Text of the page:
Flexible risers, heavyweight hoses from production equipment on the ocean floor, are a critical link up to a surface vessel that produces, processes, stores and offloads oil from nearby fields on to tankers.
Hess Corporation was the first energy company to use a new ultrasound method to help test the integrity of flexible risers, heavyweight hoses carrying thousands of barrels of oil a day from production equipment on the ocean floor to an FPSO, a vessel that produces, processes, stores and offloads oil from nearby fields on to tankers.
Ultrasound testing at the Hess-operated Triton FPSO is part of a wider improvement program by the company to confirm the integrity of the flexible risers on all Hess-operated North Sea assets. Early detection of potential weaknesses in risers is an additional safeguard against safety and environmental problems.
Hess began its program of integrity management earlier than most in the industry. UK regulators are now instructing North Sea operators to institute more robust programs to ensure the soundness of their flexible risers.
The Triton risers are each approximately 700 feet long and installed in water that is 300 feet deep. They are constructed of multiple layers designed to contain the oil, gas and water that flow through them and withstand the hostile North Sea environment. The focus of Hess’ assessments was to establish if the outer sheath had been breached and if so, to assess the condition of the layers of steel armor wire that provide the main structural strength of the flexible risers.
The layers between the internal-pressure-retaining plastic sheath and the external plastic outer sheath are known as the riser annulus. Within the annulus the steel wire layers serve much the same function as the steel belts inside a car tire. The ingress of seawater and the flooding of the annulus can lead to corrosion, both chemical and mechanical, either of which can damage the steel and significantly shorten the life of the riser.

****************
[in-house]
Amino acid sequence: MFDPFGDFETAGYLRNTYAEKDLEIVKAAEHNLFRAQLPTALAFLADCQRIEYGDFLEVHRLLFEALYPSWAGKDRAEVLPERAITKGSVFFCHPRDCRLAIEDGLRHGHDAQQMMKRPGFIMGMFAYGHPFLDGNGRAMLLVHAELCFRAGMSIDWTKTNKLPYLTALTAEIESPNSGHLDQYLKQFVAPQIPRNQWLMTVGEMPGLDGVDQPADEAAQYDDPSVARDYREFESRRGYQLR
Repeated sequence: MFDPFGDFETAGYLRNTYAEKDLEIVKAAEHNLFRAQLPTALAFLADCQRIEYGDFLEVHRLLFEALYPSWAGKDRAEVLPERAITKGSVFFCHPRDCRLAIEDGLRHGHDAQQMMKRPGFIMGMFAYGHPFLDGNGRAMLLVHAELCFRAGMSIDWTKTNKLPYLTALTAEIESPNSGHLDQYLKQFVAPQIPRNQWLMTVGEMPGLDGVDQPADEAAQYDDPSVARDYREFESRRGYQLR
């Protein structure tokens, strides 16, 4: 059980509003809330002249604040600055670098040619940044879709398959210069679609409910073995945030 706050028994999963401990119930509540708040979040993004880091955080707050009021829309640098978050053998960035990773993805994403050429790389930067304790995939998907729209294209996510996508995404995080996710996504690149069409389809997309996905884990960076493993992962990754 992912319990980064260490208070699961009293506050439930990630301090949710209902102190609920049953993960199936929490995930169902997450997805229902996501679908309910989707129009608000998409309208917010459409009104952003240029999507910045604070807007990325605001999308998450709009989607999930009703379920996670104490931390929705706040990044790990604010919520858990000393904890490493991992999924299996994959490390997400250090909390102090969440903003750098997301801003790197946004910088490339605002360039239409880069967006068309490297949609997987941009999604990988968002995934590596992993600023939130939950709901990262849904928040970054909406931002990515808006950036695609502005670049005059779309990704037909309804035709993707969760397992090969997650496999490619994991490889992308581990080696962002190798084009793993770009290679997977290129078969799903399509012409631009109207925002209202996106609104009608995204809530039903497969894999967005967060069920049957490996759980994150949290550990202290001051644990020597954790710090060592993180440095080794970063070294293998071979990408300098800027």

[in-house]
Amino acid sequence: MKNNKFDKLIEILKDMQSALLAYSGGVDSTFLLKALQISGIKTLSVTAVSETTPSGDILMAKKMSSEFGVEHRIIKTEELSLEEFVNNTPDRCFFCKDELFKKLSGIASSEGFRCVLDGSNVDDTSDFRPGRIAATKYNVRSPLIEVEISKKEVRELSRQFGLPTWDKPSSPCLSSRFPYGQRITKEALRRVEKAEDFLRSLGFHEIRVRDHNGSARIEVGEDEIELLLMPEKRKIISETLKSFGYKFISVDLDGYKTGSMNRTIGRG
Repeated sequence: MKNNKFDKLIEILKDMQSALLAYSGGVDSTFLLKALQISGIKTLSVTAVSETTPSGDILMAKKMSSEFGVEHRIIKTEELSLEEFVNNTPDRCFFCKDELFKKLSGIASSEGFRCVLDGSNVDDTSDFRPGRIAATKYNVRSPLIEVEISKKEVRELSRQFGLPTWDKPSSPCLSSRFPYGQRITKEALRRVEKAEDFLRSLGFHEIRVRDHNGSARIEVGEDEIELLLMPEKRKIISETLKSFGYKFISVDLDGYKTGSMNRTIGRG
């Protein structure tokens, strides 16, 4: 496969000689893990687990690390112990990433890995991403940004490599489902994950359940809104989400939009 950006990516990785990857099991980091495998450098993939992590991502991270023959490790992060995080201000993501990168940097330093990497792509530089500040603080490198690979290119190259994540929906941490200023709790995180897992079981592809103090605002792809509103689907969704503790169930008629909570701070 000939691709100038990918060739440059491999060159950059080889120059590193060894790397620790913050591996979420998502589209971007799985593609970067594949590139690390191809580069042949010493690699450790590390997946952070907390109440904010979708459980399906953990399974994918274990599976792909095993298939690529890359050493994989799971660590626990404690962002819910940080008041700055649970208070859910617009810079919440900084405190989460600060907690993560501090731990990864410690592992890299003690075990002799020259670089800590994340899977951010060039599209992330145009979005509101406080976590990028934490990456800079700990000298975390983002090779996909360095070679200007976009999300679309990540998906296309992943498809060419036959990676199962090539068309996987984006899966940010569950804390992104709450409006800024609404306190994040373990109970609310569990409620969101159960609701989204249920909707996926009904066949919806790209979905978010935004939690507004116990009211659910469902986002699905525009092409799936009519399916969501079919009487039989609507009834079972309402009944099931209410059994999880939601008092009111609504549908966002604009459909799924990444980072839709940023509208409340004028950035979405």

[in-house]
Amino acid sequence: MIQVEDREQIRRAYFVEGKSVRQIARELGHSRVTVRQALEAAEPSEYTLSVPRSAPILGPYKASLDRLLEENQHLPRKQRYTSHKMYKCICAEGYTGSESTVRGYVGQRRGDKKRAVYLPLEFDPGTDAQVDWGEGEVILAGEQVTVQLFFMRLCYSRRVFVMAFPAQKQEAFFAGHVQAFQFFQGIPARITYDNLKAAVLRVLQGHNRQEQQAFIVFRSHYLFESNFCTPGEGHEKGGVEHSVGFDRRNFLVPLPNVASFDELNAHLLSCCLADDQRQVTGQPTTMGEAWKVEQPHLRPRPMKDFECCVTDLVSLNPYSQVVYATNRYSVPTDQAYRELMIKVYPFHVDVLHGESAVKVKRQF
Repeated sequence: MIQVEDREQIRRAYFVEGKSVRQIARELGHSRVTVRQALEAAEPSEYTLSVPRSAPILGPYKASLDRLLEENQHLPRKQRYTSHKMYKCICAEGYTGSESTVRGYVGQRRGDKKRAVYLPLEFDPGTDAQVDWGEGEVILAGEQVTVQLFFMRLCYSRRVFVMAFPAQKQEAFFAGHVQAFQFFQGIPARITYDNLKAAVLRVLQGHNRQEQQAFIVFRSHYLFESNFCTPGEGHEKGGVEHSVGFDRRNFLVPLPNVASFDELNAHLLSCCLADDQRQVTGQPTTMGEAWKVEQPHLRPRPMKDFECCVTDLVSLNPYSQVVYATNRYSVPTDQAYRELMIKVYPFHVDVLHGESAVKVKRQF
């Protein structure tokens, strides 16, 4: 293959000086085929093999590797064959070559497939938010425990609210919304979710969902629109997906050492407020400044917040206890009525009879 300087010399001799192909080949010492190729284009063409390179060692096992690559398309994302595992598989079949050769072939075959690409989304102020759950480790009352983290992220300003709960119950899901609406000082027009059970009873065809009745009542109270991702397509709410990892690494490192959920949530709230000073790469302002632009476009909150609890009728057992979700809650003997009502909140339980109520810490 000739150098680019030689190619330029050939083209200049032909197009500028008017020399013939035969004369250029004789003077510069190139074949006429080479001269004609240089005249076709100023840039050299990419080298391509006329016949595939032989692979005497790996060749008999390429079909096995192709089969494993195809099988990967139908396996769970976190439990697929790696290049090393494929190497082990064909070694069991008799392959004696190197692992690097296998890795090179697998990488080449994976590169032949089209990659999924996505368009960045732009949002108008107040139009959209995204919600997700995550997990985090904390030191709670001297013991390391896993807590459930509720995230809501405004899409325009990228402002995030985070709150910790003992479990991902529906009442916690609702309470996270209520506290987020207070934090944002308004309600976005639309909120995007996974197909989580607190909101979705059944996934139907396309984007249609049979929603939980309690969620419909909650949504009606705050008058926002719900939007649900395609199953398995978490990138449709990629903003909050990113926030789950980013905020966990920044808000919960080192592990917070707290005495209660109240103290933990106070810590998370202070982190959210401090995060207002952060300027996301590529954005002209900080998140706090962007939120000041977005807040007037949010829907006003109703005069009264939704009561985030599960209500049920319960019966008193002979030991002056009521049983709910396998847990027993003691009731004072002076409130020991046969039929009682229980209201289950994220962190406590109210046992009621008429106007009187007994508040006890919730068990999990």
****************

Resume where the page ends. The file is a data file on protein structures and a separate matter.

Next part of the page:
The first step in determining the integrity of the risers is a vacuum test that is similar to sucking on a straw that has been sealed at one end. Any damage along the length of the riser breaks the seal and a vacuum cannot be created. The volume of gas, and in some cases water, that is drawn off provides a strong indication of whether the annulus is flooded.
To test further, Hess relied on a new technology that uses ultrasound to bounce high-frequency sound waves off the object that is being tested. This requires that there be fluid in the area examined. If no fluid is in the annulus, no image is created, which is good news for the operator.
If an image is created, the scanning system can be set to establish the thickness of the visible layer within the annulus. This can provide an indication of how much steel has been lost due to corrosion in a fully submerged riser section.
After onshore trials, the testing device was mounted on Triton’s ROV system and launched from the FPSO. It was taken down to a section of riser about 120 feet underwater. In a short time it examined five risers.
The scanning provided some good news; following a failed vacuum test, scanning the natural gas export line showed water had not seeped into the annulus and replacement was not required.
Other risers will need to be replaced over time and four new ones have been ordered – three replacements and a spare – for delivery later this year.
When they are replaced, the recovered risers will be examined to see if further information can be gained about corrosion and possible failure, and the condition of the risers after more than 10 years service. That data will be shared with others in the industry.